Allison Public Library Notes 12/19
“STEALTH” by Stuart Woods . . . Abruptly dispatched to a remote region of the U.K., Stone Barrington teams up with two brilliant colleagues only to land in a trap that reveals a rival power’s lethal agenda and the larger conspiracy of a criminal mastermind. In memory of Wayne Wiegmann.
“THE FAMILY UPSTAIRS” by Lisa Jewell . . . Discovering the identity of her birth parents and her inheritance of a valuable mansion, 25-year-old Libby makes horrifying discoveries about the massacre and disappearances of her biological family.
“THE SISTERS OF SUMITT AVENUE” by Lynn Cullen . . . A novel set during the Great Depression following two estranged sisters and their mother--who has spent a lifetime hiding a desperate secret that could dismantle the entire family.
“WYOMING HEART” by Diana Palmer . . . A gruff rancher who works the land with his bare hands in spite of his wealth unexpectedly falls in love with his troublesome neighbor, a city-bred writer who urges him to open his heart to her world.
“BURDEN OF PROOF” by Diann Mills . . . Reeling from a negotiation gone wrong, FBI Special Agent April Ramos is caught off guard when a frazzled young woman shoves a crying baby into her arms, then disappears. Worry for the child’s safety quickly turns to fear when a man claiming to be the girl’s father abducts them at gunpoint.
“THE LAST TRAIN TO LONDON” by Meg Waite Clayton . . . A tale inspired by the Kindertransports of World War II finds a Jewish teen’s life shattered by the Nazi takeover before he joins a member of the Dutch resistance in a life-risking effort to escape Germany.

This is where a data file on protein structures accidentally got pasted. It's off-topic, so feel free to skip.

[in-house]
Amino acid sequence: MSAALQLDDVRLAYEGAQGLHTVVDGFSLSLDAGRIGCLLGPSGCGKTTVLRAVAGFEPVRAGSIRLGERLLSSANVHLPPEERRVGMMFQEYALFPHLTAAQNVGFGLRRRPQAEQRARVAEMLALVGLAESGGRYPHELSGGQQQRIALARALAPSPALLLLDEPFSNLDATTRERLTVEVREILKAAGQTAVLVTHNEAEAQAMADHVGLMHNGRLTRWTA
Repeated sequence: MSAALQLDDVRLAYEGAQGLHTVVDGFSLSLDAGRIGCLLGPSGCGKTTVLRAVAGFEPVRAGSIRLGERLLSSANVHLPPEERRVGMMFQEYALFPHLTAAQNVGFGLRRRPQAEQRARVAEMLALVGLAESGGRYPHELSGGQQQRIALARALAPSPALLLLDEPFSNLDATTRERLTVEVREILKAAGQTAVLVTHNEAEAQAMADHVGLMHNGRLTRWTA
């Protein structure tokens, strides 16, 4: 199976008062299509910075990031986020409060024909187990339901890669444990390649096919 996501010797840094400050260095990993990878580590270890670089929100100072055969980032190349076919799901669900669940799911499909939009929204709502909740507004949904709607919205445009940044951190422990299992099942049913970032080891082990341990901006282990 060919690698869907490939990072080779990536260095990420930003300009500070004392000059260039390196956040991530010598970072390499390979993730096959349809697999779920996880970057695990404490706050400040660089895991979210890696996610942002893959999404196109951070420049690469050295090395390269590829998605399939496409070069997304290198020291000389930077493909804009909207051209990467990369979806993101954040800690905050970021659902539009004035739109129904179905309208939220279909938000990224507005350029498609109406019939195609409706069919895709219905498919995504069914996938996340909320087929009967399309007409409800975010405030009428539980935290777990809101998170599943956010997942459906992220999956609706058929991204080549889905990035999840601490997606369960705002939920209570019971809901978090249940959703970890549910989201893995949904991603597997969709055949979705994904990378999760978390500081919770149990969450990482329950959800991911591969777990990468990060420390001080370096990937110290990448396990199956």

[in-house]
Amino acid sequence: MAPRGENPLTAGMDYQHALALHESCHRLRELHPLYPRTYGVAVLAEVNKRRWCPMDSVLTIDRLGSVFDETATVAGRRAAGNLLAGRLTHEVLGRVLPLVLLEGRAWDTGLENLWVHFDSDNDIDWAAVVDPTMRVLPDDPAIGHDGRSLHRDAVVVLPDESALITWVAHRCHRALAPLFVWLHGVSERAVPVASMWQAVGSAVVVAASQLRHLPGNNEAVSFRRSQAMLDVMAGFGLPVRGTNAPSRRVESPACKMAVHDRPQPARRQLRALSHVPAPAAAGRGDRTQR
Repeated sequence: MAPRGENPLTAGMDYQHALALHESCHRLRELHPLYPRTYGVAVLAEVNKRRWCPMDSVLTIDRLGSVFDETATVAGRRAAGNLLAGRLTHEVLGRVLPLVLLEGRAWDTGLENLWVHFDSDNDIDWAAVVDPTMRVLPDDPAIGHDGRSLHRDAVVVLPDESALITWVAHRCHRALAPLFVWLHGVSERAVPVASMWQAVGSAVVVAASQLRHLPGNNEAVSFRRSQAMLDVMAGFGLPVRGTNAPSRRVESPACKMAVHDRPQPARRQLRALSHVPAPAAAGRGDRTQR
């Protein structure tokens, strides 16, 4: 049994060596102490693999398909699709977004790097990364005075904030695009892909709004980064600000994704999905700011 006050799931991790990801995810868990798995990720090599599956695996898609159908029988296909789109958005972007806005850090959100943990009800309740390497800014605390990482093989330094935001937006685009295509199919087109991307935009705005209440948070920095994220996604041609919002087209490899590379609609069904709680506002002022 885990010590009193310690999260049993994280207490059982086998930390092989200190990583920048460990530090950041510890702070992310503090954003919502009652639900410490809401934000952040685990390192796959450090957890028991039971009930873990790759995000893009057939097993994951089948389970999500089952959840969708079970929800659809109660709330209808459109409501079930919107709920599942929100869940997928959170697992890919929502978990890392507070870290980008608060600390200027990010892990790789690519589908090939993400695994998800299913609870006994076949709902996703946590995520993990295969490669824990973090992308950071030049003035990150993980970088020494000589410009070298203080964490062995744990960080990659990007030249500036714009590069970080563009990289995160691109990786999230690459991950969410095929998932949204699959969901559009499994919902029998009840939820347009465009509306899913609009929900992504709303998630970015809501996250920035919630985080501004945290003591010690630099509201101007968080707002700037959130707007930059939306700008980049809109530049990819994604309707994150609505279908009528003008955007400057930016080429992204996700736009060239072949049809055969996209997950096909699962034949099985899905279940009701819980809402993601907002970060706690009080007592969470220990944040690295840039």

“COLD COUNTRY” by Russell Rowland . . . A small 1968 Montana community is thrown into turmoil over the murder of a notorious bachelor rancher, a crime that implicates an innocent newcomer and reveals a dangerous secret.
“IT'S HOW WE PLAY THE GAME” by Ed Stack . . . The CEO of DICK’s Sporting Goods explains how he built a multibillion dollar business, came to the defense of embattled youth-sports programs and took a principled—and highly controversial—stand against the types of guns that are too often used in mass shootings and other tragedies.
“STEALING KISSES IN THE SNOW” by Jo McNally . . . Promising her kids a “perfect” Christmas this year, single mother Piper Montgomery gets her own gift in the form of rugged biker Logan Taggert who strolls into the B&B where she’s working and steals her heart.
FOR YOUNG READERS:
“THE BOY AT THE BACK OF THE CLASS” by Onjali Q. Rauf . . . When a Syrian refugee boy joins their class, the determined students in Mrs. Kahn's schoolroom learn the newcomer's sad story before concocting a plan to reunite him with his loved ones. In memory of Carl DeBoer.
“A WARM FRIENDSHIP” by Ellen DeLange . . . A loving tale about making friends and letting them go depicts a little squirrel who rallies his forest neighbors to help his best friend, a snowman, stay cozy and warm, before a sad morning when the squirrel discovers that the snowman has melted away. In fond memory of Marilee Reiher, forever a teacher.
“THE POLAR BEAR WISH” by Lori Evert . . . While dogsledding to a Christmas party, Anja and her cousin Erik are rescued from a blizzard by several wild animals, and help a lost polar bear cub find its mother.
NEW DVDs for your viewing enjoyment: THE ANGRY BIRDS 2, DORA & THE LOST CITY OF GOLD